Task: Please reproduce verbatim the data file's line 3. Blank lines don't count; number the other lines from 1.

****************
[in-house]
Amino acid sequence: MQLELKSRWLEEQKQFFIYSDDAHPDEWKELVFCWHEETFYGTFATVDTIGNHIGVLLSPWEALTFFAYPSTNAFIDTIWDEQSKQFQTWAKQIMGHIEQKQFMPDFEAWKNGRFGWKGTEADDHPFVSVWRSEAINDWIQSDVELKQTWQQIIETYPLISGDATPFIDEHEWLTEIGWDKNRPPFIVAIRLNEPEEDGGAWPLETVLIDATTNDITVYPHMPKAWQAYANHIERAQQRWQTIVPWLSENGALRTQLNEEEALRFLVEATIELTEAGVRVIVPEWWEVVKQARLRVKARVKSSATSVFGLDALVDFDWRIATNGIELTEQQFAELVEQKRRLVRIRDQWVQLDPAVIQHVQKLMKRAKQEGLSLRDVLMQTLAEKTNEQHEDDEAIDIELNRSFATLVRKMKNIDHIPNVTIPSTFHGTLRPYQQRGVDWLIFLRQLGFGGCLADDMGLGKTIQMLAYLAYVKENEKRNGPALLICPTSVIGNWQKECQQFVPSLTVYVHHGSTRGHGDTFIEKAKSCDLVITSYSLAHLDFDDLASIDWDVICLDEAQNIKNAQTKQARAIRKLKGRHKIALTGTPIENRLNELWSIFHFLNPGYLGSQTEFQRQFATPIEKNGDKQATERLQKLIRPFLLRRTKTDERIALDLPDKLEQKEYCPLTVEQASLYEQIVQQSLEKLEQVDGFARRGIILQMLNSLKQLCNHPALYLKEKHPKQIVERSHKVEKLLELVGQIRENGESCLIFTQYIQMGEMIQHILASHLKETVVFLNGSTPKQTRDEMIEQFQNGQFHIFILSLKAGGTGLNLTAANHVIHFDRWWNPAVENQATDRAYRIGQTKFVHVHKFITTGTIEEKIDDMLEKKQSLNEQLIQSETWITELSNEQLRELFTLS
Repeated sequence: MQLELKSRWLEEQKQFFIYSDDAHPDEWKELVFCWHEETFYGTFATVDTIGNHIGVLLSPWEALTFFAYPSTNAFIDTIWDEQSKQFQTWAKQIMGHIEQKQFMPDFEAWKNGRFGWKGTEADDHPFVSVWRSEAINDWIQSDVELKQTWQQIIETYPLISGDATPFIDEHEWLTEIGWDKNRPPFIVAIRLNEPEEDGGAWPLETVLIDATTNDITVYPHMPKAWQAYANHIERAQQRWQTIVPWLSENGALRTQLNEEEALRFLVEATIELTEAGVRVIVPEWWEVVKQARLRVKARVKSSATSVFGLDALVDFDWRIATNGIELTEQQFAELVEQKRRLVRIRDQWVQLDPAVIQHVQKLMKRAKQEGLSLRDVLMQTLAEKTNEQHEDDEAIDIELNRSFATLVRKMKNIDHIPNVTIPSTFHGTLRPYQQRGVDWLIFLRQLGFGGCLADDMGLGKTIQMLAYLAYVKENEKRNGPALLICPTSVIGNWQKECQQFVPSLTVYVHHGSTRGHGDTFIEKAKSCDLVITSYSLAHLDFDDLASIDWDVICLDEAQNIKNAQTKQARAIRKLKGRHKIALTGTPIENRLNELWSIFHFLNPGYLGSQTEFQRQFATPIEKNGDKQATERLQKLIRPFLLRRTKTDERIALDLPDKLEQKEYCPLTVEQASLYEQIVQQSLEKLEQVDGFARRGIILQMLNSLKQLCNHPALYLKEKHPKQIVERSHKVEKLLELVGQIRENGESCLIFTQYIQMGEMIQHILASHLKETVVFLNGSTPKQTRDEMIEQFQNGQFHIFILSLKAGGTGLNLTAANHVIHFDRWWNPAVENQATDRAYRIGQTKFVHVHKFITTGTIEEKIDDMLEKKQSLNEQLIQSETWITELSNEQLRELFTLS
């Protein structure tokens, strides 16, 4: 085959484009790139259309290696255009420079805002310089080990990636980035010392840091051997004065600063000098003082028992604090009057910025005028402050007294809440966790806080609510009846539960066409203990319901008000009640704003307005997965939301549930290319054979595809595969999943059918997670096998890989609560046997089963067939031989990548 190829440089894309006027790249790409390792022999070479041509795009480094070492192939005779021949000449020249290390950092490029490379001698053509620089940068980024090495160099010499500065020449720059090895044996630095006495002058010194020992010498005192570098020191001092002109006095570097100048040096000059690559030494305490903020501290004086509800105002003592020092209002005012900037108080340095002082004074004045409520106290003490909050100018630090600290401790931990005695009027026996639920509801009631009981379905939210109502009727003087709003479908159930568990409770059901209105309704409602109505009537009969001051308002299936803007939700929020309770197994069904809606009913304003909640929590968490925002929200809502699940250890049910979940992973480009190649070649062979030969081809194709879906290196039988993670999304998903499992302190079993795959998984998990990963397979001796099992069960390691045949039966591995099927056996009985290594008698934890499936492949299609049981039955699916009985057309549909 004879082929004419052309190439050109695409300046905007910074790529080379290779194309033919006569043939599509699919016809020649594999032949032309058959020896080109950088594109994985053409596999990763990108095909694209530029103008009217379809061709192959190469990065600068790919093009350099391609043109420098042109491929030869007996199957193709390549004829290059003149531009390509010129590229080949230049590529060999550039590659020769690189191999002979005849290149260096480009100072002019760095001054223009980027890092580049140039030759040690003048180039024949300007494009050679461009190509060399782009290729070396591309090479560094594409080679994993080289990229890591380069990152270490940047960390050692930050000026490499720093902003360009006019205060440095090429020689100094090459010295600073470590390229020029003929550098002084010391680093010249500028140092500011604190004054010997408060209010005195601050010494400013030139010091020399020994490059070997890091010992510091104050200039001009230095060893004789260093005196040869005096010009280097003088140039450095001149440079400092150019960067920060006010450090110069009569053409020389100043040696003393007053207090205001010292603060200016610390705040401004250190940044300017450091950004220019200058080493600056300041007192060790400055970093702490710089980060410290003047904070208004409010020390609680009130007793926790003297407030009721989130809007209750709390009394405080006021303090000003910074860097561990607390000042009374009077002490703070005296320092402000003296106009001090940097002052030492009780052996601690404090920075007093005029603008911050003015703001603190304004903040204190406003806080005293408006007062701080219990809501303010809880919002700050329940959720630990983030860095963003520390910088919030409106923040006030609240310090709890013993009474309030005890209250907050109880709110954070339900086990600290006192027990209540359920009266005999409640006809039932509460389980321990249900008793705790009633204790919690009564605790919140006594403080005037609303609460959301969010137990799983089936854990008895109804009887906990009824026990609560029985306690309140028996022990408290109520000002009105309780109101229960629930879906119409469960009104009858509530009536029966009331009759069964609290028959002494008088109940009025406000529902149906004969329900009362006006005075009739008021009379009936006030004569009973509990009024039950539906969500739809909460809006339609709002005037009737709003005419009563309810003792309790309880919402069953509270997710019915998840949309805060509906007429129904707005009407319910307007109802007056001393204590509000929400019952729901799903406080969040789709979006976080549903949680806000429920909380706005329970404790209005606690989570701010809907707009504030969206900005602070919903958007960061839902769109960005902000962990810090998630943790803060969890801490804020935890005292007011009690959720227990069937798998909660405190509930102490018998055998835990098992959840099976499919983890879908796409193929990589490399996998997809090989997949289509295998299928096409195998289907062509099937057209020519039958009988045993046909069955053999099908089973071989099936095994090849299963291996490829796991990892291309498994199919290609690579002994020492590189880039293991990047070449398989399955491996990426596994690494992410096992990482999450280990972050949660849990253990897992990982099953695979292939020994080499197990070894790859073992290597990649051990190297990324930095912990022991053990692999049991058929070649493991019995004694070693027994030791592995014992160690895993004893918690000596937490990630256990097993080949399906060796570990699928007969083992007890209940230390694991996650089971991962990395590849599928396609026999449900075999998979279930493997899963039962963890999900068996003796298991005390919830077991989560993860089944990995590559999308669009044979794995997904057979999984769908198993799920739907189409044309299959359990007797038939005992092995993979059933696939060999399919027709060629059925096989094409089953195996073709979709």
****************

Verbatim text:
Repeated sequence: MQLELKSRWLEEQKQFFIYSDDAHPDEWKELVFCWHEETFYGTFATVDTIGNHIGVLLSPWEALTFFAYPSTNAFIDTIWDEQSKQFQTWAKQIMGHIEQKQFMPDFEAWKNGRFGWKGTEADDHPFVSVWRSEAINDWIQSDVELKQTWQQIIETYPLISGDATPFIDEHEWLTEIGWDKNRPPFIVAIRLNEPEEDGGAWPLETVLIDATTNDITVYPHMPKAWQAYANHIERAQQRWQTIVPWLSENGALRTQLNEEEALRFLVEATIELTEAGVRVIVPEWWEVVKQARLRVKARVKSSATSVFGLDALVDFDWRIATNGIELTEQQFAELVEQKRRLVRIRDQWVQLDPAVIQHVQKLMKRAKQEGLSLRDVLMQTLAEKTNEQHEDDEAIDIELNRSFATLVRKMKNIDHIPNVTIPSTFHGTLRPYQQRGVDWLIFLRQLGFGGCLADDMGLGKTIQMLAYLAYVKENEKRNGPALLICPTSVIGNWQKECQQFVPSLTVYVHHGSTRGHGDTFIEKAKSCDLVITSYSLAHLDFDDLASIDWDVICLDEAQNIKNAQTKQARAIRKLKGRHKIALTGTPIENRLNELWSIFHFLNPGYLGSQTEFQRQFATPIEKNGDKQATERLQKLIRPFLLRRTKTDERIALDLPDKLEQKEYCPLTVEQASLYEQIVQQSLEKLEQVDGFARRGIILQMLNSLKQLCNHPALYLKEKHPKQIVERSHKVEKLLELVGQIRENGESCLIFTQYIQMGEMIQHILASHLKETVVFLNGSTPKQTRDEMIEQFQNGQFHIFILSLKAGGTGLNLTAANHVIHFDRWWNPAVENQATDRAYRIGQTKFVHVHKFITTGTIEEKIDDMLEKKQSLNEQLIQSETWITELSNEQLRELFTLS